First Impressions of Amazon.de, Amazon.fr, and Amazon.it From a US Seller
I recently wrote a post about my first impressions of selling on Amazon.co.uk. My initial plan was to just stick with the UK and eventually translate all my listings once the UK site had really become established, but then Amazon.fr reached out to me and made it so easy that I went ahead and launched them all. I’ll break them down below country by country.
An Amazon France representative reached out to me weeks after the UK launch and supplied me with a list of ASINs that I had listed in the UK that already existed on Amazon.fr. This meant I could list this stuff and I wouldn’t have to create my own translated product pages. All I had to do was open the store, set up my policies, and then upload the sheet they sent me and I was live. An additional benefit is that some of the products that already existed in France were the exact ones I sent to FBA UK, so without changing a single setting I was now selling those in France as well via Prime. The selection I have in France is miniscule – only ~1% of the products I have on Amazon.co.uk – but considering how few products are listed, sales are fairly good. Plus, I can now get my feet wet in France and build up feedback. France is also set up just like the UK backend, so you can deposit the funds into a US bank account without a problem.
I was so excited about getting France off the ground since it took, less than an hour of work, that I reached out to Amazon Germany and asked if they could provide me with the same data that Amazon France did. In a hilariously stereotypical response the German representative sternly explained to me that they are not France and in Germany you have to do your own work (not kidding). So I exported my ASINs from the UK store and imported them into the German store. What was available stuck, and that’s all it took. The German store did send me an email telling me they required someone to be able to speak German in order to sell there, and for me that’s not a problem since I grew up in Austria. If German isn’t your thing, you can hire a company like http://www.intercultural-elements.eu/ to do your customer service. I suppose another option would be to just run it through an online translator, but you’re not going to come off very professional doing that. My German sales have been much better than France, and I’ve actually had several returns and customer inquiries, so it’s been higher maintenance so far. They are integrated to deposit into US accounts as well.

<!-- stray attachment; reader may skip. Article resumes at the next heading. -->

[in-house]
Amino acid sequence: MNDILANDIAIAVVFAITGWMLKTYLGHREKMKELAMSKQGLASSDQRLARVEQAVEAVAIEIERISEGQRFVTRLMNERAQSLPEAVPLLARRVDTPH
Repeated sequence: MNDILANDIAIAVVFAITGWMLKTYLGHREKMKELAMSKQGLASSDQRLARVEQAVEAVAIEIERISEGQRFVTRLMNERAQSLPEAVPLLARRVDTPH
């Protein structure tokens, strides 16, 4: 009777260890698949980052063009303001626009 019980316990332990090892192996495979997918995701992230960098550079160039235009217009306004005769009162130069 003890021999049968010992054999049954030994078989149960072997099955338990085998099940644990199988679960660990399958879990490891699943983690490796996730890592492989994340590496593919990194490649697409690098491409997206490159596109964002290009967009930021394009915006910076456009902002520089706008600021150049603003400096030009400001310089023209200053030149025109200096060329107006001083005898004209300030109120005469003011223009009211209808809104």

I have about 30 products listed on Amazon.it, but it works just the same. Just one warning: As with Amazon.es in Spain, this site doesn’t yet have the capability to deposit into a US account. You can deposit into any EU account, but if you don’t have the ability to set one up then you might want to hold off because you won’t be getting paid any time soon.
A great feature for all of Amazon Europe is that there is one seller central from which you can manage all stores. Simply select the country in the dropdown after logging in and it’ll pull up that country’s backend. All of them have English backends as well. Once you start getting orders you’ll also notice that they are all in the same orders view regardless of which country you’re looking at, so that just makes the whole thing easier to manage. Overall I’d say that all 3 of these combined are doing half the amount of revenue that my UK store is doing, but considering I don’t have nearly as many products listed that means that there is some serious potential.
If you’re set up in the UK then you can add all these stores in one afternoon by simply importing your UK ASINs, and I highly recommend you do so that you can take up more marketshare.
Disclosure of Material Connection: I have not received any compensation for writing this post. Aside from Marketplace Partner, I have no material connection to the brands, products, or services I have mentioned. I am disclosing this in accordance with the Federal Trade Commission’s 16 CFR, Part 255: “Guides Concerning the Use of Endorsements and Testimonials in Advertising.”